News Alerts

January 1, 1970

  The 2009 drought has once again highlighted the need for farming drought hardy crops such as millets and coarse grains instead of water guzzling paddy and wheat in the country’s water deficient areas. Officially, about 70 per cent of India’s cultivable land is un-irrigated and falls in the country’s most backward dry-lands. It is a proven fact that India’s rich diversity of resilient millet crops are the farmer’s best protection against drought, particularly in the less fertile and water-deficient regions.   But our policies are taking us exactly in the opposite direction. For instance, offering cheap wheat and rice -- and not the drought-resistant millets -- to the BPL families under soon-to-be-launched Right to Food Act is pushing farmers to sow paddy at their own peril. There is no move to include the high-nutrition millets in mid day meal scheme either. The government is not even contemplating a ban on summer...

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January 1, 1970

Is the Right to Education Bill a landmark legislation as it is made out to be? The opinion is divided and it is not an exaggeration that the Bill has disappointed India’s educationists and Civil Society activists alike. To say the least, what got passed in Lok Sabha was a huge compromise from the state’s earlier commitment of providing the country’s children easy and equitable access to quality education without discrimination. It provides easy but not equitable, and the bare minimum rather than quality education. The biggest problem is that there is no commitment to quality in the Bill and there is no punishment for those who flout its provisions. It guarantees promotion by removing exams without setting standards for learning. It has ignored an earlier suggestion to benchmark the minimum quality of education to the level of Kendriya Vidyalayas. The other problem is that it has nothing for children...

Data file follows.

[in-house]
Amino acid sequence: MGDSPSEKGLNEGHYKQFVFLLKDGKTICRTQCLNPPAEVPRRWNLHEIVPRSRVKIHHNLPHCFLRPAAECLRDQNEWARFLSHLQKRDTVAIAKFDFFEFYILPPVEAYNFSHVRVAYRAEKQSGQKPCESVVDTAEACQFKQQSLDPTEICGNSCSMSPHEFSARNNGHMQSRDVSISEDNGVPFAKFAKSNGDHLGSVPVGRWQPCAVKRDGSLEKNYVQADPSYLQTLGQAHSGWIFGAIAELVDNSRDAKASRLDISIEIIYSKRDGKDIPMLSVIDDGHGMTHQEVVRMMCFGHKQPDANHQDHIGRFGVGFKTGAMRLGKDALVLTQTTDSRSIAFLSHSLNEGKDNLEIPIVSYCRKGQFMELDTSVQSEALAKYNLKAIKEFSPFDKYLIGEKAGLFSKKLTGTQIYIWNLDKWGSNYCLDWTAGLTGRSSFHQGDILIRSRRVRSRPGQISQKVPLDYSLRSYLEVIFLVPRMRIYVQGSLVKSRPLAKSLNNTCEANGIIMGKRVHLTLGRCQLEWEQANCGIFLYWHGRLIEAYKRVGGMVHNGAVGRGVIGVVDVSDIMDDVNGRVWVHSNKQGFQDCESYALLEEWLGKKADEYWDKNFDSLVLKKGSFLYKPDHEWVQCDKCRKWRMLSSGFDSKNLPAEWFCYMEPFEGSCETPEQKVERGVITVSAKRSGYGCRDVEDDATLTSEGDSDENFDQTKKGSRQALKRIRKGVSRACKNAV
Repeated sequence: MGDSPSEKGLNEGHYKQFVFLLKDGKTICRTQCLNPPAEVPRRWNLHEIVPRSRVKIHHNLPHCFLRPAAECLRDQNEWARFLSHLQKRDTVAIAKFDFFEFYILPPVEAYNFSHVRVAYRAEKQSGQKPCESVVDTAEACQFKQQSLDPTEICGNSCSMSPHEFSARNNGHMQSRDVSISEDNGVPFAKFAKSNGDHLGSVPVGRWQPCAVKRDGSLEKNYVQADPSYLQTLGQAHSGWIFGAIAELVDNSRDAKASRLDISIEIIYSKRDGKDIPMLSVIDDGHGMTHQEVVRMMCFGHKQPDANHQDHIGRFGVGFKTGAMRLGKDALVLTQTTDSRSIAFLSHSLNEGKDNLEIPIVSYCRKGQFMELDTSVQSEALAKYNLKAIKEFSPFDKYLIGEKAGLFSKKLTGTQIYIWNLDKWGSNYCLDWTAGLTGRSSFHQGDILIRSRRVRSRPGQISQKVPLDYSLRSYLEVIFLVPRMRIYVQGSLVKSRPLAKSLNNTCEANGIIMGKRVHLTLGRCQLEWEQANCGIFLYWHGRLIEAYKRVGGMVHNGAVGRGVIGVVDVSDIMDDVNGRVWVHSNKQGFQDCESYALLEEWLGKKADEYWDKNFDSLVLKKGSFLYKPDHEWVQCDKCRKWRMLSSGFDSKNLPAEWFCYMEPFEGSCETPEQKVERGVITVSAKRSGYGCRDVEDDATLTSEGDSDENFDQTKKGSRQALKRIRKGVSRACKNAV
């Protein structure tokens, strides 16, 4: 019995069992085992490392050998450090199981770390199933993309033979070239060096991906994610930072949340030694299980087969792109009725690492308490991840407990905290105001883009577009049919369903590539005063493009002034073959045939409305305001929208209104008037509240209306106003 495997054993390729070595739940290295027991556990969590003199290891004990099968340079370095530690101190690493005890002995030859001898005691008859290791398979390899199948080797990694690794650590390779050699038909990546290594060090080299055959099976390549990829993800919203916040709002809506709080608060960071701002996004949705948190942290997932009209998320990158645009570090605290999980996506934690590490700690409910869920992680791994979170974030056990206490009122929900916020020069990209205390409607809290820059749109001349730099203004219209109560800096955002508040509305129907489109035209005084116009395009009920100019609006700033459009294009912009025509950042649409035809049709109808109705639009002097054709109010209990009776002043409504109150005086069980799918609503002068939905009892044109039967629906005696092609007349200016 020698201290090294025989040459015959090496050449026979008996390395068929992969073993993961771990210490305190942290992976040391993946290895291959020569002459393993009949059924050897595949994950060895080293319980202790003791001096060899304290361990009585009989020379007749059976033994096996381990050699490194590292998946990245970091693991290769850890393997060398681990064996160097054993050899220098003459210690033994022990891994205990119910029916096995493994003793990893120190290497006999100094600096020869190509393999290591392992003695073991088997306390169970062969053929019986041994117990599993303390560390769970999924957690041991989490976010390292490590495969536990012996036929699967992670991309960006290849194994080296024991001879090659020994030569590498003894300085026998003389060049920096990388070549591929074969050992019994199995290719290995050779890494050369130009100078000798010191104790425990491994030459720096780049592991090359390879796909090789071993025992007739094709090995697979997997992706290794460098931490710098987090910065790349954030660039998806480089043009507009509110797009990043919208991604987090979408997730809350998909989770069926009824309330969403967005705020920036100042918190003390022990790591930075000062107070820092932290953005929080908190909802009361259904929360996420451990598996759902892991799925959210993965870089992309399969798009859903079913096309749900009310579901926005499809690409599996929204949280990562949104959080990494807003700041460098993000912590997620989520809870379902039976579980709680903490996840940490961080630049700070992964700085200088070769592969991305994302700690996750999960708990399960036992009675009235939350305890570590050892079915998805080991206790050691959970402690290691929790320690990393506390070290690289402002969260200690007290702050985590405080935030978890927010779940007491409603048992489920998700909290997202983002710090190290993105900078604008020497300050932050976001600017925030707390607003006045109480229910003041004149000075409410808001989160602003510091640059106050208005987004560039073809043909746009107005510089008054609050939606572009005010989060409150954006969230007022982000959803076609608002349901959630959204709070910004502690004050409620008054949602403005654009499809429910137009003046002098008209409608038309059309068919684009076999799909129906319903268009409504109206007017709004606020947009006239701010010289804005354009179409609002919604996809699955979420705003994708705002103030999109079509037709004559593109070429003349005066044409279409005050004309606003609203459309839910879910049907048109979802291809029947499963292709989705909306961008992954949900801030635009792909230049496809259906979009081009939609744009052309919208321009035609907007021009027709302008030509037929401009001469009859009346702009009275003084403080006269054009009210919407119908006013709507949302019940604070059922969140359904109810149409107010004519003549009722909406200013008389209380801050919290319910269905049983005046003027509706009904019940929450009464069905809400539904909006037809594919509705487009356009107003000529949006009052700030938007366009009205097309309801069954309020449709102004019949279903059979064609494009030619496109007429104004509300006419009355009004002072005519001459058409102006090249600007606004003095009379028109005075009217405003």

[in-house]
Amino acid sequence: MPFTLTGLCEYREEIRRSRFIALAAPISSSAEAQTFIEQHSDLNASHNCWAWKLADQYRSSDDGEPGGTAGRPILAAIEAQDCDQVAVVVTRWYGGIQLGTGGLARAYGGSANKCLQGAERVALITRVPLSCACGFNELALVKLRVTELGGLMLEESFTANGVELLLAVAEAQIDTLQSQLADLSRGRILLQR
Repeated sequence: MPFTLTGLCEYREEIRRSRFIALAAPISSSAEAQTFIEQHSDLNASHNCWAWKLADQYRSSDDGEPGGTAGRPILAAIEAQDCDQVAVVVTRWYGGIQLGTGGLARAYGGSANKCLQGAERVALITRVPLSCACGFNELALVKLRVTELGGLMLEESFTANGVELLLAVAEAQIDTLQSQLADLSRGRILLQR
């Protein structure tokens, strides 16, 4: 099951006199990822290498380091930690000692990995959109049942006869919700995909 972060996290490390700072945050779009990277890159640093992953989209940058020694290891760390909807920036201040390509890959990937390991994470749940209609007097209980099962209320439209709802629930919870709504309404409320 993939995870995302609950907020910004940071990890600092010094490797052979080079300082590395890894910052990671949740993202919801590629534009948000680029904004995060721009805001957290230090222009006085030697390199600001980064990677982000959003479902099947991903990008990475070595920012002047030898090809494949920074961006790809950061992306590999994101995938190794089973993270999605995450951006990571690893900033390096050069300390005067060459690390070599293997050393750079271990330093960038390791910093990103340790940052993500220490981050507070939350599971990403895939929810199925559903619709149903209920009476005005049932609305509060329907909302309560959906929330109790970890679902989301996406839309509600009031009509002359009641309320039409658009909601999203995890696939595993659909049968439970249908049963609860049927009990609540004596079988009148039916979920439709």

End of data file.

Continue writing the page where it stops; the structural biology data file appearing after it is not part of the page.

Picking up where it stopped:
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January 1, 1970

Government of India is preparing to allot alternative sites to the South Korean mining giant POSCO for its Rs 51000 crore steel plant in Orissa because it fears a major tribal backlash against forced displacement from their lands and livelihoods. The plan is to ‘arrange’ alternative sites for the company without moving it out of the state. It is no secret that the hugely profitable mining industry thrives on corruption and opaque land transfers and is indifferent to the tribals’ main demand -- long-term rehabilitation of the displaced. However, now when the Government is working on a Land Acquisition Bill, there is little effort on the ground to involve the tribals in their own affairs. The situation is not very different in other districts of the mineral-rich tribal region of India where national and international mining lobbies are awaiting transfer of humongous tracts of tribal and forest land. The area...

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